Now we come to my nephew Eric. Eric had a lot of the same characteristics as Toby. He was always very happy go lucky and always sparkled. But he had the type of ADD that you could almost see his blood going through his veins. An uncontrollable pulsing. He would act without thinking and was sent down several times a week to the principal’s office. He acted remorseful but kept doing the same kinds of things over and over. Eric was almost between Jason and Toby. His grades were failing like Jason’s but he also had the “clownish” behaviors that Toby had. Bottom line with Eric, his learning was being affected by this. He was also diagnosed at a much younger age than Jason was. Had Jason been diagnosed at this young of an age, I would have highly considered trying the medication because his learning was defiantly affected. Darryl was at a loss and didn’t really know what to do. He could see that Eric needed the help. Medicate or not, it’s such a big thing and many other things were tried first. Eric needed this and it did work for him.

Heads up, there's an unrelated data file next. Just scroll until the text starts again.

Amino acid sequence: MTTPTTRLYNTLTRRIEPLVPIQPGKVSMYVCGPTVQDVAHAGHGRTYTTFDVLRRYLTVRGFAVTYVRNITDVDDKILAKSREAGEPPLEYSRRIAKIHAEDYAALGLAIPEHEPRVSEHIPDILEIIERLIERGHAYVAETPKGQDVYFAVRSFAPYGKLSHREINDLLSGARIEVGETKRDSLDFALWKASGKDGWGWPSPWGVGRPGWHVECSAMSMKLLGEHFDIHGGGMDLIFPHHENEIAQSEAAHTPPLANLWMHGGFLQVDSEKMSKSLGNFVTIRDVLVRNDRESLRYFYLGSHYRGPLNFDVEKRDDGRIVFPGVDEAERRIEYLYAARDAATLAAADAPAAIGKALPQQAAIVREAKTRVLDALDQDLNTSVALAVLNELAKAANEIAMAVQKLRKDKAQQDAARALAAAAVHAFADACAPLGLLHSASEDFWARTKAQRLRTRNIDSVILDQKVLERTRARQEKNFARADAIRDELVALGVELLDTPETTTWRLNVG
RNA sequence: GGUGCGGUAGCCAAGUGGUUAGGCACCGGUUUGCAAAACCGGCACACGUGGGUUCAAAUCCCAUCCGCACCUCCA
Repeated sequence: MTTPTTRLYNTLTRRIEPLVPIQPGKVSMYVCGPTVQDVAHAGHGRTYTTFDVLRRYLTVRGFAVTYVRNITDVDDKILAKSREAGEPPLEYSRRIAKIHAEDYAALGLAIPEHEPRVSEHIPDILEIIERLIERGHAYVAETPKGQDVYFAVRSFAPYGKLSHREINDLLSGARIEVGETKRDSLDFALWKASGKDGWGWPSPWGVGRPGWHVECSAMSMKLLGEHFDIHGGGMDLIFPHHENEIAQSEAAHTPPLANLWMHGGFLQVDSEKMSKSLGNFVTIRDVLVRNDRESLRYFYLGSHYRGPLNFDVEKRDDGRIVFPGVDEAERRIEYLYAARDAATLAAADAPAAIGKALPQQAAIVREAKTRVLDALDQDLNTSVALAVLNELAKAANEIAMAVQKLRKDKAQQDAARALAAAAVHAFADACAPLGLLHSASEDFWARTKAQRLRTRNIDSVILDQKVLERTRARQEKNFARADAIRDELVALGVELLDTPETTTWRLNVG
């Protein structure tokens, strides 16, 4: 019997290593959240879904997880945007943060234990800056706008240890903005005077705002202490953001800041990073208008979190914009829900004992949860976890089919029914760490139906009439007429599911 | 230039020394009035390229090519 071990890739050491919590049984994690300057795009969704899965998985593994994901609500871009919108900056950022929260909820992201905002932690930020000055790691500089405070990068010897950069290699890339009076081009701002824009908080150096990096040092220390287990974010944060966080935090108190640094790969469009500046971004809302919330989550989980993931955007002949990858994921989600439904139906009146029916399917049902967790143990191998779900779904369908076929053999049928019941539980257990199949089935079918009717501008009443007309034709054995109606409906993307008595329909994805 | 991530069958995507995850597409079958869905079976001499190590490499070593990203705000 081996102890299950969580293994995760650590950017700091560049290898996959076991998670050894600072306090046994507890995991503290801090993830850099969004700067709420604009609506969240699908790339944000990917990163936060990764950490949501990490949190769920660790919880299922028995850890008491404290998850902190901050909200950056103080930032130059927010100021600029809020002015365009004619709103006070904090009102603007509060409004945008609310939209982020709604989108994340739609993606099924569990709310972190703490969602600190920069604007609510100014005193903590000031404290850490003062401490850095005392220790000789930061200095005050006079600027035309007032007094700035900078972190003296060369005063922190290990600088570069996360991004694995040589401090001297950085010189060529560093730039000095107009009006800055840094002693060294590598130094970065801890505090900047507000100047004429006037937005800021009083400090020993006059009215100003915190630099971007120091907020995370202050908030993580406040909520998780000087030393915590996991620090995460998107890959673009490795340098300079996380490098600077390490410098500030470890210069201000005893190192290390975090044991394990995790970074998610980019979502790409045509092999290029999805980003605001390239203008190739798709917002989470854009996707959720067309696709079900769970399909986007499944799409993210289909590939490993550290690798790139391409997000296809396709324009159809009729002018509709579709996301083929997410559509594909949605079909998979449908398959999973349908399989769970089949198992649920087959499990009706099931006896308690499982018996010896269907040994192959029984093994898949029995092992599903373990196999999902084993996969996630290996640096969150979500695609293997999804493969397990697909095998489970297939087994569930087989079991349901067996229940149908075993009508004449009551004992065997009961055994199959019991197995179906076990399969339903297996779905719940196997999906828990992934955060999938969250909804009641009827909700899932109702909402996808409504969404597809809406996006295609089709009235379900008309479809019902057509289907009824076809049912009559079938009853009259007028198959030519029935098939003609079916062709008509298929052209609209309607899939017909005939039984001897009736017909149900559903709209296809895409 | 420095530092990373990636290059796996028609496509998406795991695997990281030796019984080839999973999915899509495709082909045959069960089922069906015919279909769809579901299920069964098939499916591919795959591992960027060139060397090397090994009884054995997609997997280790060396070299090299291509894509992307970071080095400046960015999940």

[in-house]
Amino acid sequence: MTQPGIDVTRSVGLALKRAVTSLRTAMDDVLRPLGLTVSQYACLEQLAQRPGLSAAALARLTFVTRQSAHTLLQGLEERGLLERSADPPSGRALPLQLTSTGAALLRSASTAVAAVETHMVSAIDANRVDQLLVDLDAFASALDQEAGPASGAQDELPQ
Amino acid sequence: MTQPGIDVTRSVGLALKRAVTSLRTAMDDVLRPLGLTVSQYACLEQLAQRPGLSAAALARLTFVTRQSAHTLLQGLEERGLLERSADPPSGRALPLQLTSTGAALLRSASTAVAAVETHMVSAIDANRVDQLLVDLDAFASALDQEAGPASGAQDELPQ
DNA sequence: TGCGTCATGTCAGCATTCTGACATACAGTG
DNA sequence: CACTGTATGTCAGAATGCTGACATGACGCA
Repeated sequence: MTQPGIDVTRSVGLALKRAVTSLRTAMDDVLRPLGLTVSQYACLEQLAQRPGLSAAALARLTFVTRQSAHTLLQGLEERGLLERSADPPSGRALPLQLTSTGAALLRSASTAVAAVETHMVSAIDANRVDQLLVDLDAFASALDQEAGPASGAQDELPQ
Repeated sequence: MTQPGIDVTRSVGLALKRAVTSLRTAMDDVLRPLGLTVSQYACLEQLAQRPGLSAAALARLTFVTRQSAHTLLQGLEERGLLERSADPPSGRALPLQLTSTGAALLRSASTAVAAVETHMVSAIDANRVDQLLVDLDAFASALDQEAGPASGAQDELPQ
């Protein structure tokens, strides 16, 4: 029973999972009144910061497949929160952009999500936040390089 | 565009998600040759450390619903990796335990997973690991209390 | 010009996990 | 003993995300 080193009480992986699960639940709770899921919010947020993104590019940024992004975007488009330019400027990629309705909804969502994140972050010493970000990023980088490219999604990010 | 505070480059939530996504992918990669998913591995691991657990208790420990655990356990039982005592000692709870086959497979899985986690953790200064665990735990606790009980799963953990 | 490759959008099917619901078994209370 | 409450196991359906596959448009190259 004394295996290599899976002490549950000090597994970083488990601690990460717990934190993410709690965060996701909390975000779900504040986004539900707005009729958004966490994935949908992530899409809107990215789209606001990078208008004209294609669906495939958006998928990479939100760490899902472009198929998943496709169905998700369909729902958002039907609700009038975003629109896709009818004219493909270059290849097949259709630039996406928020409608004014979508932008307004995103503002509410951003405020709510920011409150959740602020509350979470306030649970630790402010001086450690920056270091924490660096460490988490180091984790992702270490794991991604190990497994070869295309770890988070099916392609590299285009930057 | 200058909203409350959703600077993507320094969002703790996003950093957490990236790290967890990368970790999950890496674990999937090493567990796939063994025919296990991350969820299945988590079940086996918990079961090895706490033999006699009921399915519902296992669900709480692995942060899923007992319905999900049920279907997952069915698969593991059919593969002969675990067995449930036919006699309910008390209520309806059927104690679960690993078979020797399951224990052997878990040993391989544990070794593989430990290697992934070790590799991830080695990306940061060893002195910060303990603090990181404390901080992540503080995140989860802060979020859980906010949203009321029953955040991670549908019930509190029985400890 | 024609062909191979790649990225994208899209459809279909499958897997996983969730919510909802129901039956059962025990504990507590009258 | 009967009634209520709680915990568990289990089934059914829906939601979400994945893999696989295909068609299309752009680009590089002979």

I talked to Darryl last night about this post and he told me he couldn’t even take Eric golfing without his meds. He said it did change him and while he wasn’t sure he always like the change, he needed it or he couldn’t have done anything. He was still the same happy go luck kid in love with the world but he could actually concentrate now. The only thing I would change if I was able to go back would be to wean it off him a year sooner. With most kids back then they liked to wean them off this stuff when they start adolescence as the hormones are all changing and the bodies are changing. But like Darryl said last night, he needed it for some things. Not for all things anymore but for some. But you can’t just give it to them when you feel like it. It’s got to be all or nothing. Maybe that’s changed somewhat now but back then, that’s what it was like. You couldn’t give it to them during the week and then just take them off it for the weekends. Their bodies grew to need it.